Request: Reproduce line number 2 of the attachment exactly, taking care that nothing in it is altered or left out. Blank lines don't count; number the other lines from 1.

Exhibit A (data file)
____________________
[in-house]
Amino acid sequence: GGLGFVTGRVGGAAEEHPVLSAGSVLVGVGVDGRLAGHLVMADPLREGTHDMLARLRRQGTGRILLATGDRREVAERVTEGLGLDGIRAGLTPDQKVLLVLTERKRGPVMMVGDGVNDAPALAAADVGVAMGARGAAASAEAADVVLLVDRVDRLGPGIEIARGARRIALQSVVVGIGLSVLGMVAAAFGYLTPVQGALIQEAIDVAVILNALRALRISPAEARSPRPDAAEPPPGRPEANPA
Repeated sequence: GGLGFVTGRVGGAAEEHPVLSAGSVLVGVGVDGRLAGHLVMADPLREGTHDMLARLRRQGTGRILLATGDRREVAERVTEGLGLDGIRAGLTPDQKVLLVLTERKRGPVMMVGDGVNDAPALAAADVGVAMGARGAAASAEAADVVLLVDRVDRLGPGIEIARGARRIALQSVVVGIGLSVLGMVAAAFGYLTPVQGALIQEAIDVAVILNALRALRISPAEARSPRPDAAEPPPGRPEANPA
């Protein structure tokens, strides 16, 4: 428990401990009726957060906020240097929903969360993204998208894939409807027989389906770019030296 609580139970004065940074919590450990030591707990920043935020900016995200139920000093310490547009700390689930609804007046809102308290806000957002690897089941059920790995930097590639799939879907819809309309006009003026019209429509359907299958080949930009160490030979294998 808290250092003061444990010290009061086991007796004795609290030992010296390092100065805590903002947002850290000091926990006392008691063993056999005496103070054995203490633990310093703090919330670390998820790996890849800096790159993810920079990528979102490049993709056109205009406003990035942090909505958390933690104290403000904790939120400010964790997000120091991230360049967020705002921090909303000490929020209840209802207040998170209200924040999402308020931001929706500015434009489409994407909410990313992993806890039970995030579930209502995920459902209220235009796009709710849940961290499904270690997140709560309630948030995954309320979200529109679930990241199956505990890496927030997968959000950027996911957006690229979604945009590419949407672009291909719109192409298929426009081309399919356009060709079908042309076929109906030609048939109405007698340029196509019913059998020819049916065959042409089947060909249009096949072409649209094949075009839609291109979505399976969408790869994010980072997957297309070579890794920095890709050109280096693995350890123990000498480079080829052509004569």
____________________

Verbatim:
Amino acid sequence: GGLGFVTGRVGGAAEEHPVLSAGSVLVGVGVDGRLAGHLVMADPLREGTHDMLARLRRQGTGRILLATGDRREVAERVTEGLGLDGIRAGLTPDQKVLLVLTERKRGPVMMVGDGVNDAPALAAADVGVAMGARGAAASAEAADVVLLVDRVDRLGPGIEIARGARRIALQSVVVGIGLSVLGMVAAAFGYLTPVQGALIQEAIDVAVILNALRALRISPAEARSPRPDAAEPPPGRPEANPA